Others, namely Joscilyn Tillotson of Athens Drive, wrote of why she wants not only her non-live time back as a student, but also for teachers to gain back their time as she reported, “Asynchronous days help me to keep my life together! Having them back in our schedule would be a huge benefit for both teachers and students.” Lauren Summerville of Green Hope’s class of 2022 also thoughtfully wrote in support of the movement as she said, “Our school schedule has already completely changed, at least keep our Wednesdays so we can catch up on work and have at least one day to not be on a computer from 7:25 to 2:18! Many students including myself have jobs outside of school and most of the time our only time to work is over the weekend. Having a day in the week that isn’t completely consumed by school/work has been extremely helpful, please don’t take it away!” Her comment received lots of positive responses from students, mainly upperclassmen, as she addressed the struggle to manage having a job or a time consuming extracurricular on top of the trickiness that is online school.

Popular comment liked by 30 students so far from Athens Drive student. (Shea McIntyre)

But another issue commonly addressed was the plummeting mental health of students (high schoolers mainly) that was somewhat helped with Wellness Wednesdays.

I did so much better with a day to catch up. I have no motivation anymore and my mental health has gone down the drain.”

— Yasmin Morgenstern of Panther Creek High School

WCPSS students feel drained mentally and emotionally from online learning and the removal of Async Wednesdays doesn’t help. (Shea McIntyre)




Shea McIntyre

Cara Mack, of the class of 2023 from Wake Forest High School, who’s now only spent one full semester of high school in person, hinted at the mental-health benefits as she said, “They’ve [asynchronous days] really helped my mental health throughout the week.” Others trekked off of her point to suggest how draining school can feel with screen-time hours accumulating. Azah Mansour of Sanderson encapsulated this focus on mental health as she simply put, “My mental health depends on it.”  Cameron Blum didn’t even write up a full sentence to still receive more than a few likes with his statement, “I need a break man.” Athens Drive HS student Christy Dickerson noted how helpful the independent work study day was for entire families. She said, “My 3 siblings and I use this day as a self care and make up day for all of our needs and missing assignments. This day allows me and my mom, who is an essential worker, to also have doctor appointments when we don’t have time during school to do so. With all that’s going on with COVID it’s important to now more than ever take care of ourselves. I’m sure everyone else agrees for those who care. Thank you.” This phrase “self care” was not an anomaly scrolling through the comments and was found in a plethora of messages representing a majority of students who noted how school currently isn’t a priority with the pandemic and that safety and health, whether that be mental or emotional are (and should be) the chief concern of students.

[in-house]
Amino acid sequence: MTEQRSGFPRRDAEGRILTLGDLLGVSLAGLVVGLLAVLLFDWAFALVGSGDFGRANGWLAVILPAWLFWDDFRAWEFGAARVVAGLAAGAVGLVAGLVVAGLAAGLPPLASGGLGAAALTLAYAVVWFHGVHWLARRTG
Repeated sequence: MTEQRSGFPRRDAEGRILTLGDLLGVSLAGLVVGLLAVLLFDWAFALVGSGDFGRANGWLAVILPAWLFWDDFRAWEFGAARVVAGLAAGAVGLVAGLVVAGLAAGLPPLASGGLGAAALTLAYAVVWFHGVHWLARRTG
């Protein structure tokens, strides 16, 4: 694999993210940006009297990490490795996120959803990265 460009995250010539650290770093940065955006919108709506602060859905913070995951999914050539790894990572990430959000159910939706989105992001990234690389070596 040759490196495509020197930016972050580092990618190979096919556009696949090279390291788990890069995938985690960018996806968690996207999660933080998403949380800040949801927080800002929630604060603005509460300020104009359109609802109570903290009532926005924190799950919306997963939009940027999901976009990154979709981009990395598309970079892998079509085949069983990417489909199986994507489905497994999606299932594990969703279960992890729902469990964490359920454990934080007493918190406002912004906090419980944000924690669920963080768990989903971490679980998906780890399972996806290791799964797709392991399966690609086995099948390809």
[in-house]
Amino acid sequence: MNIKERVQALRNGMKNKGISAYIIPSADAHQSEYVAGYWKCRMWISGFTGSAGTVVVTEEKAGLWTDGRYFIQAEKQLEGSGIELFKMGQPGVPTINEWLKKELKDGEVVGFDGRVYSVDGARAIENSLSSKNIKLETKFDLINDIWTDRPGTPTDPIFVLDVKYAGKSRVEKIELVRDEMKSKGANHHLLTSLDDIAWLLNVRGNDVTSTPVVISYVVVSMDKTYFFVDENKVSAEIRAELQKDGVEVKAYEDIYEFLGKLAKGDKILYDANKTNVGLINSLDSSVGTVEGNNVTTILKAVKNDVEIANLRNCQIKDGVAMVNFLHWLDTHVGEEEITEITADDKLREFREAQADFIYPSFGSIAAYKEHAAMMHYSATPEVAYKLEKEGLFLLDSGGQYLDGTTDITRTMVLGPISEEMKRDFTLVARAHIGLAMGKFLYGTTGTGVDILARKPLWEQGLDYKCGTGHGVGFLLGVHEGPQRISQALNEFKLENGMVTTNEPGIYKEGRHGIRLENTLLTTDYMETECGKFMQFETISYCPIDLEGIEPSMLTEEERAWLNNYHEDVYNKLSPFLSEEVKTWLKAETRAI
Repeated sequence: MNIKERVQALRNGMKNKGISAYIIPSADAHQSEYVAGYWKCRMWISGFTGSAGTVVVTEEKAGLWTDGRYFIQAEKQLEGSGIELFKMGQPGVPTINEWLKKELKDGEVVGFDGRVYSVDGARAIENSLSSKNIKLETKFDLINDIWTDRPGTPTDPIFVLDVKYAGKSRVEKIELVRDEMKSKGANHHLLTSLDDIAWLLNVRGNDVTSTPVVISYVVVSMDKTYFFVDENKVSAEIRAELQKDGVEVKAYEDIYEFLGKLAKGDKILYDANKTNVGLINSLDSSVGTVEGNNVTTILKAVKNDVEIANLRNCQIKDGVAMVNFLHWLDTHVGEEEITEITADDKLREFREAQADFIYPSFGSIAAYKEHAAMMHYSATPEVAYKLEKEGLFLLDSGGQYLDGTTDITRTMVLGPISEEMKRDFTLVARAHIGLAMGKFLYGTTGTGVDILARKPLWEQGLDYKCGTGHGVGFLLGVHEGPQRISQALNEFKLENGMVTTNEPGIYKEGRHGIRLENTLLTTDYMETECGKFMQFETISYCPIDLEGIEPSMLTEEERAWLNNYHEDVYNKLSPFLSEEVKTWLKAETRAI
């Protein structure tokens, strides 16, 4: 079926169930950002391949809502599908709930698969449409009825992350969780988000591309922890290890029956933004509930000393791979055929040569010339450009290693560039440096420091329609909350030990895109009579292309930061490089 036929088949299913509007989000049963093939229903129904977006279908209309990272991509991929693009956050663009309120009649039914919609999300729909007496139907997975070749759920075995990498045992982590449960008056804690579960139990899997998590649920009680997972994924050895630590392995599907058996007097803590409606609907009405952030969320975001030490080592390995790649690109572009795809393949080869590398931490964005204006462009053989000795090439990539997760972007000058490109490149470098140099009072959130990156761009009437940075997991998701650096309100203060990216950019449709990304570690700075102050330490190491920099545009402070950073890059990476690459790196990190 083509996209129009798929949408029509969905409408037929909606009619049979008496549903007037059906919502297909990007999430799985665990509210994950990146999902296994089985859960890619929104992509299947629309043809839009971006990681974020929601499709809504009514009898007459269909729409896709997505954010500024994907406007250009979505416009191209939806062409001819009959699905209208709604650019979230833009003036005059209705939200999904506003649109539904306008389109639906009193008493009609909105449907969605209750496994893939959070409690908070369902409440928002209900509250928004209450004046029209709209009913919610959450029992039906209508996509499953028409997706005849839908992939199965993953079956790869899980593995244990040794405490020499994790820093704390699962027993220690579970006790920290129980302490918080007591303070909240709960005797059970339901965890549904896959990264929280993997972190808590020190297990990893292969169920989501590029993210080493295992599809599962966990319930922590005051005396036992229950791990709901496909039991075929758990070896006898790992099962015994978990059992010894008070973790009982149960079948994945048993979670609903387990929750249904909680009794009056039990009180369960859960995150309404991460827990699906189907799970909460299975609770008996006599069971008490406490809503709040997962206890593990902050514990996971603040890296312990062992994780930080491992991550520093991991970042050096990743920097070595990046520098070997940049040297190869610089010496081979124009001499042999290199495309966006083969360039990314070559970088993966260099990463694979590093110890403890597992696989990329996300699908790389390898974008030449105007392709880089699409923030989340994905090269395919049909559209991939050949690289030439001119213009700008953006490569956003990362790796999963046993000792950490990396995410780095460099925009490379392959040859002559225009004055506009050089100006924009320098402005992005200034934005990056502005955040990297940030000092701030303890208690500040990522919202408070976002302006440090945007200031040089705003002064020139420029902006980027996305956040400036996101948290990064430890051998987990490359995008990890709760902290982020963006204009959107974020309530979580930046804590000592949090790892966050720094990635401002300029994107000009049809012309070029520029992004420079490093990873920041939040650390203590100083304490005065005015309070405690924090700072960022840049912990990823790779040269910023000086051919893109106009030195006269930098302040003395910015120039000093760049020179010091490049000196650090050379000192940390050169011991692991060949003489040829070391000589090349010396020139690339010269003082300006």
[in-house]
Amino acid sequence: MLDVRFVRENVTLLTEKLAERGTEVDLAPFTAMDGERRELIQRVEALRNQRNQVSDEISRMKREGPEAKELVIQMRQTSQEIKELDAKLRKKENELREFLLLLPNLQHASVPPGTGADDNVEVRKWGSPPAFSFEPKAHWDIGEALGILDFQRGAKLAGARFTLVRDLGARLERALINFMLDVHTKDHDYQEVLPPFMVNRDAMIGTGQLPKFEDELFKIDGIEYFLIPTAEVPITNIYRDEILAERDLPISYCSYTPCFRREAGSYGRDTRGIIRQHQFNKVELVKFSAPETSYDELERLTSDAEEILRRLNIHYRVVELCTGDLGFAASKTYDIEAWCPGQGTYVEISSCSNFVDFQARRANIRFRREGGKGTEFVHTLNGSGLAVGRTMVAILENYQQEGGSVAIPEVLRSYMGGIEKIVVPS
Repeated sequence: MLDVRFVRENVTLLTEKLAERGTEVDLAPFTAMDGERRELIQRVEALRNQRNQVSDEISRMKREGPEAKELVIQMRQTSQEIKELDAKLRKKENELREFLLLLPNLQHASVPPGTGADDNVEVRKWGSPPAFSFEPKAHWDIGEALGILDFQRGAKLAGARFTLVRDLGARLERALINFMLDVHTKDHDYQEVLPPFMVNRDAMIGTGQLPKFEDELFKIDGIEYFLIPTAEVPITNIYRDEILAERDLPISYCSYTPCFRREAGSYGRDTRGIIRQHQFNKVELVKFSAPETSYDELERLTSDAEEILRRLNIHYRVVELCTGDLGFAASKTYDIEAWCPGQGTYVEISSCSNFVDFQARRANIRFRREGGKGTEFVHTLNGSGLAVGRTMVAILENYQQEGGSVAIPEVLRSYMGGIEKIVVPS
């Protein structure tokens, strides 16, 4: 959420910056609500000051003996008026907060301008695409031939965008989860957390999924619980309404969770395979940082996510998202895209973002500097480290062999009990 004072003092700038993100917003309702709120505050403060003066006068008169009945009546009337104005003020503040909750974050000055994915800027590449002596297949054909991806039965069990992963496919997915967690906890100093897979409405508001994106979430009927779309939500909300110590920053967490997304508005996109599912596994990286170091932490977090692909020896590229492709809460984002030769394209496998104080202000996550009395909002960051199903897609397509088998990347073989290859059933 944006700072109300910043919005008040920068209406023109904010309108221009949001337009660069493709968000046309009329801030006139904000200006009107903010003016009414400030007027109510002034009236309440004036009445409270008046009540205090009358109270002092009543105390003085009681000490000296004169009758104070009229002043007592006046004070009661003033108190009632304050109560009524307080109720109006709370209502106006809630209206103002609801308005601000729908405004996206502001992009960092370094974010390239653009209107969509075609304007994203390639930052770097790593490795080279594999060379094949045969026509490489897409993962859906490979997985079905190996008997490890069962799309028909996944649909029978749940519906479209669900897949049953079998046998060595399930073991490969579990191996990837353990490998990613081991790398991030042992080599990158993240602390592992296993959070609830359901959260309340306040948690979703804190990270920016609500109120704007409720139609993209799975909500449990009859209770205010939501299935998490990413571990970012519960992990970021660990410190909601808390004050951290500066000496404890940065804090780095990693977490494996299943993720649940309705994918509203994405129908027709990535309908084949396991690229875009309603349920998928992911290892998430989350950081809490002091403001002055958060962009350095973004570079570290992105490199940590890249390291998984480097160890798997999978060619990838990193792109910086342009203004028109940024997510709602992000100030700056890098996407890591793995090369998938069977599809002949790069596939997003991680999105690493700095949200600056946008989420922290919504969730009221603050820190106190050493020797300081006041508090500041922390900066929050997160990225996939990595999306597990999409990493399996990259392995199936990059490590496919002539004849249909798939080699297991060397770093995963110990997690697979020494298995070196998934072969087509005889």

Shea McIntyre



Many teachers and students are having to deal with extreme amounts of stress and anxiety, that is very dangerous and can affect our mental health. These Wednesdays help us gather our minds and allow us to get all of our work done. Come on y’all let’s get this Wednesday back”

— John Hockaday of Martin Magnet Middle School

Within the comments there’s an apparent trend of the term “need” in reference to “needing” these Wednesdays that really demonstrates how affected and infuriated students are no matter what school they attend or what grade level they’re in or even what type of student they are. Wake County students together, are tired and in “need” of these non-live days. 

WCPSS alike feel the “need” for Wellness Wednesdays. (Shea McIntyre)

WCPSS student Campbell Law elucidated that this movement isn’t just to request “a day off” or one day to sleep in and not work on assignments but rather a time for students to complete work and for teachers a designated time to grade and lesson plan, and for all to reset and mentally prepare for the rest of the school week.




Many students plea for the return of Wellness Wednesdays into their every week. Regardless of the outcome granted by the School Board or if it’ll catch any more attention, there’s a conspicuous unity among students feeling the pain of online school whether that be the struggle of balancing other aspects of their life (social, work, or sports related) or maintaining their mental health or even trying to receive better grades.